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Revisiting HIV Prevention Messaging to Reach Those Who Are Undiagnosed

July 27, 2015

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Revisiting HIV Prevention Messaging to Reach Those Who Are Undiagnosed

Who is at risk of HIV infection and what are the circumstances in which transmissions occur? This information is important for people working in HIV to know to effectively target HIV prevention messages and inform what these messages say. Historically, those considered at highest risk were HIV-negative partners of people who knew they were HIV positive (diagnosed) and this was reflected in our HIV prevention messaging. However, there has been a gradual paradigm shift in this understanding and we now know that most HIV transmissions -- particularly among men who have sex with men (MSM) -- may originate from people living with HIV who don't know that they are HIV positive (undiagnosed).

This article examines this new knowledge, and explores what can be done to improve our HIV prevention messaging to ensure it takes into account these new realities and helps reduce the number of HIV transmissions.


Changing Ideas of What Is and Isn't Risky

New HIV knowledge is changing our idea of who is at risk of infection. Until recently, it was thought that individuals at highest risk of HIV infection were those in sexual partnerships with a person who had been diagnosed as HIV positive and that most HIV transmissions occurred between these people. However, this is not what the most recent evidence tells us.

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Studies suggest that a minority of HIV transmissions originate from people living with HIV who have been diagnosed and are engaged in care (see Table 1).1-6 There are two reasons for this. First, people living with HIV who are aware of their status -- particularly those who are engaged in regular HIV care -- are more likely to take measures to reduce their risk of transmitting HIV to others compared to those who are living with HIV but don't know it.7,8 Second, people living with HIV who are aware of their status and engaged in care can initiate antiretroviral treatment, which research shows can dramatically reduce the risk of HIV transmission by lowering the viral load (amount of virus) in the bodily fluids to very low levels.9,10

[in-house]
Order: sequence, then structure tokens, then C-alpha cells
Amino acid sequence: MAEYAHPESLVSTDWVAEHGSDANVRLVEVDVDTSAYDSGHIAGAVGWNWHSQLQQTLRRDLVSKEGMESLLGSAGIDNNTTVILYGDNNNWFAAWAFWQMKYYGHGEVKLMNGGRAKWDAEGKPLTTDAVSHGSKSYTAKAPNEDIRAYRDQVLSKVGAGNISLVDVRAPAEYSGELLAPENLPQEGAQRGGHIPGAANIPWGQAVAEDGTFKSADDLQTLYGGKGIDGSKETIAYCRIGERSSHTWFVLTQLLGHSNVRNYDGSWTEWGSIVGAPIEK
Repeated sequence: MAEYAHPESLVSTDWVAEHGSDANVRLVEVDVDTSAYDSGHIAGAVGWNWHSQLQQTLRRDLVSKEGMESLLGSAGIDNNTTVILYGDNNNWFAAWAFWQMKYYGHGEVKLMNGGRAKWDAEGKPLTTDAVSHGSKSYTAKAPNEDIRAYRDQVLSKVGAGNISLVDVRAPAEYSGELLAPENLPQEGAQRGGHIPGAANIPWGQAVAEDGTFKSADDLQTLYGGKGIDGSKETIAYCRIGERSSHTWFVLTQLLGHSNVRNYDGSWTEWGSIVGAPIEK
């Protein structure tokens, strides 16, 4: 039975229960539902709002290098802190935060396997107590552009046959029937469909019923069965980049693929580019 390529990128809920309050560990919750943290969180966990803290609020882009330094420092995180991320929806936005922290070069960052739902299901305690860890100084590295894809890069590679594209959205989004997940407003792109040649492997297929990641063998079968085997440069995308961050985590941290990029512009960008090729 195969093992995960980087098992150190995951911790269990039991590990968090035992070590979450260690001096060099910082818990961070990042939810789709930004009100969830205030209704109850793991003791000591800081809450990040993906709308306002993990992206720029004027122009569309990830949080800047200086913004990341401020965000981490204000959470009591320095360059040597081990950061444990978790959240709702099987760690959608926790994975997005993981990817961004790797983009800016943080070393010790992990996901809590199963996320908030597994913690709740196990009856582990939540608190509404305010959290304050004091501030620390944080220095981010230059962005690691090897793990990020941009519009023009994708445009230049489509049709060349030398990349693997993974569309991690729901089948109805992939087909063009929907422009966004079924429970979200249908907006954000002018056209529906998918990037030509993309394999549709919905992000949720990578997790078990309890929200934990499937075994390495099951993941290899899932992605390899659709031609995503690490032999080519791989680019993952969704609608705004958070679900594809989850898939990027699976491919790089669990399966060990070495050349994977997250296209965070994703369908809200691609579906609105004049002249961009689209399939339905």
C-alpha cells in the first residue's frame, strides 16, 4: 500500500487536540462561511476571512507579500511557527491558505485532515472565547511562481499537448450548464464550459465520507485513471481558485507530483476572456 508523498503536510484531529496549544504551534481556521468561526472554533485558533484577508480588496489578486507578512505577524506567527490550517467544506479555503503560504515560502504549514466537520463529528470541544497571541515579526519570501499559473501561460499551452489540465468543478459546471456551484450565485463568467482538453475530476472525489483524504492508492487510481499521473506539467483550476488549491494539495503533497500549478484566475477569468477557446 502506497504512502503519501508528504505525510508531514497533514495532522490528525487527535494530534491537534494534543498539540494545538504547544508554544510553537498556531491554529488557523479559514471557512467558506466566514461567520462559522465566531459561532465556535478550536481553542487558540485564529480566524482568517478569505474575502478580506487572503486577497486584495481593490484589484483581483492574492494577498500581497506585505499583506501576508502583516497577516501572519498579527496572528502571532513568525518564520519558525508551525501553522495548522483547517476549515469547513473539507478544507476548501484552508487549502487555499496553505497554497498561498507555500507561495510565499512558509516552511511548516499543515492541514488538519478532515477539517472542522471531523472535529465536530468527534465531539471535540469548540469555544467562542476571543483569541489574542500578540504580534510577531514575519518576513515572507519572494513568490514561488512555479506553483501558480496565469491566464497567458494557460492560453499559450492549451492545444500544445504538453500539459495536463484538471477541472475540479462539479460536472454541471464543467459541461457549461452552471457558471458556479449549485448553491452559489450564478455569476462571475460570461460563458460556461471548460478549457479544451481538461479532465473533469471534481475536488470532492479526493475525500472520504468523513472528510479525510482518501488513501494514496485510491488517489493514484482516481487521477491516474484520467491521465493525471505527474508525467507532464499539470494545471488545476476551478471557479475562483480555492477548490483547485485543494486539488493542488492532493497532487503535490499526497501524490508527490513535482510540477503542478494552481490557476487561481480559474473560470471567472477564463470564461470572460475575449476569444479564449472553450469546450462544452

Studies also suggest that the majority of HIV transmissions originate from people living with HIV who are undiagnosed, even though they represent a minority (between 14% and 25%) of people living with HIV (see Table 1).1-6 Undiagnosed individuals may believe they are HIV negative and be less likely to use prevention methods. They are also more likely to have an elevated viral load in their bodily fluids, particularly if the undiagnosed individual has recently become infected and is in the acute infection phase.7,8 A higher viral load can increase the risk of HIV transmission.

Most HIV transmissions from people living with HIV who are undiagnosed are likely occurring in partnerships where both partners believe that their own -- and their partner's -- HIV status is negative or it is unknown. Further, modelling studies of MSM suggest a sizeable proportion of these transmissions (between 68% and 90%) are occurring within long-term relationships (a main sex partner or repeat casual partner) as opposed to more short-term relationships (a one-off sexual encounter or infrequent casual partner).1,11


Table 1. Summary of Modelling Studies
LocationYearPopulationHow many people living with HIV were estimated to be undiagnosed?How many HIV transmissions were estimated to come from the people living with HIV who are undiagnosed?

US2

Not specified

All populations

25%

54-70%

US3

2008

All populations

20%

44-59%

UK4

2010

MSM only

NA*

82%

Switzerland5

2010

MSM only

14%

82%

UK1

2014

MSM only

20%

63%

US6

2009

All populations

18%

30% (and 61% originated from individuals who were diagnosed but not in care)

* NA=not available; MSM=men who have sex with men; US=United States; UK=United Kingdom


Our HIV Prevention Messages and Why They May Be Misleading

An important priority for HIV prevention is the development of messages to reduce the number of HIV transmissions originating from people living with HIV who are undiagnosed. However, examples of effective messages are few and far between.